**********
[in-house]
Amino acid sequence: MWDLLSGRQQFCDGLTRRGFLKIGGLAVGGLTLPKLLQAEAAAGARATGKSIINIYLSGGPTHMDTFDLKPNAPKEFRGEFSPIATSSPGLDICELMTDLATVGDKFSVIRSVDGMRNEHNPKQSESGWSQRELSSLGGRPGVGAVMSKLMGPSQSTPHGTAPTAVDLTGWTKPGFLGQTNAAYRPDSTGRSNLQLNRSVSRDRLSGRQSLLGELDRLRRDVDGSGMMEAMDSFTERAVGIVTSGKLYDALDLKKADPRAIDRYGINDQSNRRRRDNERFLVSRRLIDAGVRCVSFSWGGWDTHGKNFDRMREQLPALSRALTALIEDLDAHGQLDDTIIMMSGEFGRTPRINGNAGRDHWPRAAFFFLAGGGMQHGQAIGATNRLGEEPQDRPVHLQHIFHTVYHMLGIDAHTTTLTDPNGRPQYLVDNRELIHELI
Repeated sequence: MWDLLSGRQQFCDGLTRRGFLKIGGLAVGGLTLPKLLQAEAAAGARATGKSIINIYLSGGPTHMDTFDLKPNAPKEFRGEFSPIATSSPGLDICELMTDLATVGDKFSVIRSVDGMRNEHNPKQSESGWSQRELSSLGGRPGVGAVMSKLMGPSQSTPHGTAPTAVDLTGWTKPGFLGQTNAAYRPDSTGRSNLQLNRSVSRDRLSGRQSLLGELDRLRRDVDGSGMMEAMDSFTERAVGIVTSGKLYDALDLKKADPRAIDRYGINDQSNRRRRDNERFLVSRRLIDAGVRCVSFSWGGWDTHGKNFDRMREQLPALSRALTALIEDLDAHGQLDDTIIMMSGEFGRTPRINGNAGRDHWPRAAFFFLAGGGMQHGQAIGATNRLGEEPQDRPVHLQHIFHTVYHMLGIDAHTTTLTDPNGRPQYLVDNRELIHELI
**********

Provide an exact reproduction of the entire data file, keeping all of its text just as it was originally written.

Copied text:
[in-house]
Amino acid sequence: MWDLLSGRQQFCDGLTRRGFLKIGGLAVGGLTLPKLLQAEAAAGARATGKSIINIYLSGGPTHMDTFDLKPNAPKEFRGEFSPIATSSPGLDICELMTDLATVGDKFSVIRSVDGMRNEHNPKQSESGWSQRELSSLGGRPGVGAVMSKLMGPSQSTPHGTAPTAVDLTGWTKPGFLGQTNAAYRPDSTGRSNLQLNRSVSRDRLSGRQSLLGELDRLRRDVDGSGMMEAMDSFTERAVGIVTSGKLYDALDLKKADPRAIDRYGINDQSNRRRRDNERFLVSRRLIDAGVRCVSFSWGGWDTHGKNFDRMREQLPALSRALTALIEDLDAHGQLDDTIIMMSGEFGRTPRINGNAGRDHWPRAAFFFLAGGGMQHGQAIGATNRLGEEPQDRPVHLQHIFHTVYHMLGIDAHTTTLTDPNGRPQYLVDNRELIHELI
Repeated sequence: MWDLLSGRQQFCDGLTRRGFLKIGGLAVGGLTLPKLLQAEAAAGARATGKSIINIYLSGGPTHMDTFDLKPNAPKEFRGEFSPIATSSPGLDICELMTDLATVGDKFSVIRSVDGMRNEHNPKQSESGWSQRELSSLGGRPGVGAVMSKLMGPSQSTPHGTAPTAVDLTGWTKPGFLGQTNAAYRPDSTGRSNLQLNRSVSRDRLSGRQSLLGELDRLRRDVDGSGMMEAMDSFTERAVGIVTSGKLYDALDLKKADPRAIDRYGINDQSNRRRRDNERFLVSRRLIDAGVRCVSFSWGGWDTHGKNFDRMREQLPALSRALTALIEDLDAHGQLDDTIIMMSGEFGRTPRINGNAGRDHWPRAAFFFLAGGGMQHGQAIGATNRLGEEPQDRPVHLQHIFHTVYHMLGIDAHTTTLTDPNGRPQYLVDNRELIHELI